The Red Tail – Globalization in the Aircraft Mechanic Industry

The documentary film “The Red Tail” was produced in 2009.  It reveals the impact of  globalization and outsourcing on some Northwest Airlines (NWA)  aircraft mechanics.  In 2005, Roy Koch, along with 4,400 airline mechanics, custodians, and cleaners, went on strike against Northwest Airlines, then the fourth largest airline in the world. Northwest, otherwise known as “The Red Tail” by its employees, wanted to lay off 53% of their union and outsource their jobs. What ensued was a 444-day strike that would end with 4,000 union members out of work, including Roy. The film effectively documents the loss of employment of many unionized NWA aircraft mechanics, and follows the work, as it became outsourced to aircraft mechanics in Hong Kong. The documentary has widespread implications for the entire aircraft mechanic industry, and reveals just how slippery a slope the globalization of labor has become.  Here is the official trailer for The Red Tail.

You can follow the movie producers and keep up with current news at their Facebook page,

https://www.facebook.com/TheRedTail

The aviation maintenance industry is only one of many industries impacted by outsourcing and globalization. In Massachusetts, in the 1970′s and 1980′s,  I saw a similar trend develop in a remarkably similar way to the overseas outsourcing of aircraft mechanic labor.  There, a thriving shoe manufacturing industry was entirely wiped out by a migration  to lower cost Southern U.S.  shoe manufacturers.  These same U.S. manufacturers  were in turn wiped out when  lower cost shoe manufacturers were found in the Asia-Pacific region. The entire globalization phenomenon has already had a profound impact on the working class in America,  and has been documented in several recent books, most notably Arianna Huffington‘s  2010 book, “Third World America.”

Arianna Huffington

Third World America

Cover by Amazon

Third World America and The Red Tail

In her book,  Arianna Huffington  only hints that advancing technology is the primary driving force behind the rising inequality of income.  I go a step further and lay the blame at the feet of technology advances. If technology (along with globalization) is a major culprit in the erosion of the aircraft mechanic labor market , then it tells us something about the future in this industry:  labor conditions are very likely to get even worse. We’re certain to see more advanced automation and also new technology that makes it even easier for companies to offshore work. This will lead to a further “hollowing out” of the middle class. The basic reality is that technology and globalization are making the value of aircraft mechanic labor worth much less and giving workers less bargaining power against management. Also, these technology trends are impacting other areas of industry as well.  For example,  some hospitals are outsourcing the analysis of breast exams to low-cost, third world country radiologists, by digitizing the radiography pictures, and using the Internet.

The entire documentary “The Red Tail,”  can be seen at  http://www.snagfilms.com/films/title/the_red_tail.  It lasts 86 minutes and is well worth watching. The DVD is also available for sale at the official movie web site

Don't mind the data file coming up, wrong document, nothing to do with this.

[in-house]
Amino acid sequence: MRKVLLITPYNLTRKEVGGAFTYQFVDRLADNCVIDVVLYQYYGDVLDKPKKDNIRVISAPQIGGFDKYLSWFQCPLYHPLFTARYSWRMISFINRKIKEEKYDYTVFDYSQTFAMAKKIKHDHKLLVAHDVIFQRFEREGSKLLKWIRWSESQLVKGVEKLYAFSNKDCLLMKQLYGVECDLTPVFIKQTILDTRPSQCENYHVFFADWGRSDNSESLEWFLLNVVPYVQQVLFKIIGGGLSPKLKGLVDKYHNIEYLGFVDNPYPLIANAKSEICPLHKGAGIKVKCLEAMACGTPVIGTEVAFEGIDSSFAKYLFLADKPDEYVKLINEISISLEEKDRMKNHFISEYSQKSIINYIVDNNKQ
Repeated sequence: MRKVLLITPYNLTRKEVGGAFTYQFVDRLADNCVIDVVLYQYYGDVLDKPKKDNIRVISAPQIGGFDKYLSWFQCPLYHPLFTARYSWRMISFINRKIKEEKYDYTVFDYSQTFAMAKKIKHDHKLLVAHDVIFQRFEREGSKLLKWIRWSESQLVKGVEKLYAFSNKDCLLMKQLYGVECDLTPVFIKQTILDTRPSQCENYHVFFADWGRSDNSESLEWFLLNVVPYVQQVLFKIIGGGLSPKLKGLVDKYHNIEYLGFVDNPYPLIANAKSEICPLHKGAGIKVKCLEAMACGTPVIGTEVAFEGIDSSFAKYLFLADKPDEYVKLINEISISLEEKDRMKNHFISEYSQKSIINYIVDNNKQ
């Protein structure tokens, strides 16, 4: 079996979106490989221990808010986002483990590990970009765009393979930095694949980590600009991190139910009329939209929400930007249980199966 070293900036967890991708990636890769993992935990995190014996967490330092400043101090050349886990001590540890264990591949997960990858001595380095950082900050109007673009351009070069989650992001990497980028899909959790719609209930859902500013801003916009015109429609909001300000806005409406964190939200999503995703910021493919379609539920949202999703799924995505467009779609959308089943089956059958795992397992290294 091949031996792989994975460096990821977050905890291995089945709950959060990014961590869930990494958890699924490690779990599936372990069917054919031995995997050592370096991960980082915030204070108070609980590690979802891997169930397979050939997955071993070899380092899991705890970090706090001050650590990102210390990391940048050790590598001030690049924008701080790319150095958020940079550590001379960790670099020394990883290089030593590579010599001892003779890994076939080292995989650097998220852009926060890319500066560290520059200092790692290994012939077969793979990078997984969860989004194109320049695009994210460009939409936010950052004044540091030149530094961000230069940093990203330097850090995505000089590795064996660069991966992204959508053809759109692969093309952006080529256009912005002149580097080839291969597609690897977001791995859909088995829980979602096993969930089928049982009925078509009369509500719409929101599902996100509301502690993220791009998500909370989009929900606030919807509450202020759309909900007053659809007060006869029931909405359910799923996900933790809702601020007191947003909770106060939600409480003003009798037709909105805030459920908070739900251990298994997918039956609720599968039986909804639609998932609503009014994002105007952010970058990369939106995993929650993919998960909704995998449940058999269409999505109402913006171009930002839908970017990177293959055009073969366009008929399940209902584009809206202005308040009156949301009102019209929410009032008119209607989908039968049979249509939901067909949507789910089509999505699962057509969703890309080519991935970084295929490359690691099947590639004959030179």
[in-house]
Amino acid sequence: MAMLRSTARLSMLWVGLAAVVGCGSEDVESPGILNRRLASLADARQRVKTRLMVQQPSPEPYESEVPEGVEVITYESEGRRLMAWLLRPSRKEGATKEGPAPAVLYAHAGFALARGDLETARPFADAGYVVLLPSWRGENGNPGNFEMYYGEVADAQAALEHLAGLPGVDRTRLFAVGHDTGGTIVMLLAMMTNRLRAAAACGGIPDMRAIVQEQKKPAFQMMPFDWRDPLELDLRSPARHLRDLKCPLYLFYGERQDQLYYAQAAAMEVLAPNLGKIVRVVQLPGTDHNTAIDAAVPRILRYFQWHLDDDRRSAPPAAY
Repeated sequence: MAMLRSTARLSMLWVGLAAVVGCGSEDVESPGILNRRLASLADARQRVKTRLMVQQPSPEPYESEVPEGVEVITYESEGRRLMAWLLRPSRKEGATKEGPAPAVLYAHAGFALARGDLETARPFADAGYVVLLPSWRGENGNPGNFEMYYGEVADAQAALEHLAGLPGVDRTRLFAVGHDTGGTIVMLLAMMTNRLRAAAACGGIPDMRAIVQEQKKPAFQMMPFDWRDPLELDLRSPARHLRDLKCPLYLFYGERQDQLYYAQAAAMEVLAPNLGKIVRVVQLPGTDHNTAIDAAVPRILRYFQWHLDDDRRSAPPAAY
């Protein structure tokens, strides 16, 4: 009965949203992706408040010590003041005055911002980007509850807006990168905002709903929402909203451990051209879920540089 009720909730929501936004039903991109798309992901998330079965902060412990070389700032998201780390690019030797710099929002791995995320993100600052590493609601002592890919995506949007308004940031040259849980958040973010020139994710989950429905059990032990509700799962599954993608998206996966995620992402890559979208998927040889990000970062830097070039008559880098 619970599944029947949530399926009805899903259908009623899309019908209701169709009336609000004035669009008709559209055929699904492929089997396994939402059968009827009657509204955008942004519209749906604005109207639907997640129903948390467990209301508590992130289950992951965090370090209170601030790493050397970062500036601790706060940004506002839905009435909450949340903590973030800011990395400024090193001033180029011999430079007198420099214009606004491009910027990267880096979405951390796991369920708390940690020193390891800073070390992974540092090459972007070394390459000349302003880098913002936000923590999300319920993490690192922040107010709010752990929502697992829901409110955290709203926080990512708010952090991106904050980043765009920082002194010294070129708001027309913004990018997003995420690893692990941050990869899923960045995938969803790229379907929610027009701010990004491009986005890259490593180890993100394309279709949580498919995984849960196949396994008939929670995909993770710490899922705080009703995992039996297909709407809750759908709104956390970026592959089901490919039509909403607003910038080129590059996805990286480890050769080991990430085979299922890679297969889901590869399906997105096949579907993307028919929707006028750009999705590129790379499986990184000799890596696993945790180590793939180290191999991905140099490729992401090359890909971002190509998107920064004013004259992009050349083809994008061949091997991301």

http://www.redtailmovie.com/

Mentioned in the movie is the  Aircraft Mechanics Fraternal Organization, or AMFA.  AMFA is the aircraft mechanics union of choice.  As the movie shows, all 4,000 striking mechanics in the Twin Cities lost their jobs as a result of the 444 day strike against NWA.  Not so surprisingly, attempts to unionize the Hong Kong aircraft mechanic workers also were beaten back, as wage concessions also occurred there year after year.

American Airlines Chapter 11 Bankruptcy and “The Red Tail” with NWA – Similar Trajectories? The Red Tail

I am prompted to write this post because of the recent news of the impending Chapter 11 bankruptcy of American Airlines. It is common knowledge in the industry that American Airlines is one of the last bastions of aircraft mechanic union strength, and does not outsource as much work overseas as the other major carriers.  The bankruptcy filing mirrors the legal actions undertaken by NWA before it also undercut unionized aircraft mechanic strength, as documented in “The Red Tail.”

Implications for the Aircraft Mechanic Labor Market

What are the implications of this globalization and outsourcing trend for aircraft mechanics and recent graduates of aircraft mechanic schools ? As in other industries, closely scrutinize what work is capable of being outsourced, and what work is not.  Employers don’t necessarily have to outsource work overseas  to lower labor costs. Instead, many MRO‘s import cheap foreign workers using H1-B visas, and house them in America.  If I was a prospective A&P licensee about to embark on a promising career, I would think long and hard about just how long a specialty such as avionics or unmanned drone maintenance would enjoy any good niche status, and what the payback would specifically be for any layout of money for specialized training. Also, I would question the wisdom of establishing a long-term career with any airline carrier.

As mentioned in “The Red Tail,” one way to put an end to this unending string of assaults on mechanics labor is the formation of a global aircraft mechanics union.

by Steve Adams

 

 

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3 Responses to “The Red Tail – Globalization in the Aircraft Mechanic Industry”

  1. Austin Alers Says:

    Couldn’t have said it better myself.

  2. admin Says:

    Thanks Austin,

    I appreciate your interest.

    Steve Adams

  3. sylwesterw lublinie Says:

    superb post.Never knew this, regards for letting me know.